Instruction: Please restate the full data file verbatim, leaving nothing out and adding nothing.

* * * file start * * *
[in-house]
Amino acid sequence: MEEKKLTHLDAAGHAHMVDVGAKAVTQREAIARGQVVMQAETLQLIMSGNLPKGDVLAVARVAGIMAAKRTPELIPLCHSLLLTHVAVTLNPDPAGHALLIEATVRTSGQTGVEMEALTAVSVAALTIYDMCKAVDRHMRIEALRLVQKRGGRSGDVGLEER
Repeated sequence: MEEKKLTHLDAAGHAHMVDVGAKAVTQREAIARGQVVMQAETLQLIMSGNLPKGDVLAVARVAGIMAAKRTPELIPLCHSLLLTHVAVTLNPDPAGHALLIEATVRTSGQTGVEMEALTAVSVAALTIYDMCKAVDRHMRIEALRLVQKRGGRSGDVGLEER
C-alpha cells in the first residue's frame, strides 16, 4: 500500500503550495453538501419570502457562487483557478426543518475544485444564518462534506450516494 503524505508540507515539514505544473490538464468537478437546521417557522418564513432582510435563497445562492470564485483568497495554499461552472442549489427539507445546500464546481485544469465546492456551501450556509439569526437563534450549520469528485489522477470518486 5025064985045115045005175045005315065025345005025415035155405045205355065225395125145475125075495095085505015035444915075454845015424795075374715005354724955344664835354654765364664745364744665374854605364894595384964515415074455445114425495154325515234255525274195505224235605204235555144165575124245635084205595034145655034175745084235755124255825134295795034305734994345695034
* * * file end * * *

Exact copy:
[in-house]
Amino acid sequence: MEEKKLTHLDAAGHAHMVDVGAKAVTQREAIARGQVVMQAETLQLIMSGNLPKGDVLAVARVAGIMAAKRTPELIPLCHSLLLTHVAVTLNPDPAGHALLIEATVRTSGQTGVEMEALTAVSVAALTIYDMCKAVDRHMRIEALRLVQKRGGRSGDVGLEER
Repeated sequence: MEEKKLTHLDAAGHAHMVDVGAKAVTQREAIARGQVVMQAETLQLIMSGNLPKGDVLAVARVAGIMAAKRTPELIPLCHSLLLTHVAVTLNPDPAGHALLIEATVRTSGQTGVEMEALTAVSVAALTIYDMCKAVDRHMRIEALRLVQKRGGRSGDVGLEER
C-alpha cells in the first residue's frame, strides 16, 4: 500500500503550495453538501419570502457562487483557478426543518475544485444564518462534506450516494 503524505508540507515539514505544473490538464468537478437546521417557522418564513432582510435563497445562492470564485483568497495554499461552472442549489427539507445546500464546481485544469465546492456551501450556509439569526437563534450549520469528485489522477470518486 5025064985045115045005175045005315065025345005025415035155405045205355065225395125145475125075495095085505015035444915075454845015424795075374715005354724955344664835354654765364664745364744665374854605364894595384964515415074455445114425495154325515234255525274195505224235605204235555144165575124245635084205595034145655034175745084235755124255825134295795034305734994345695034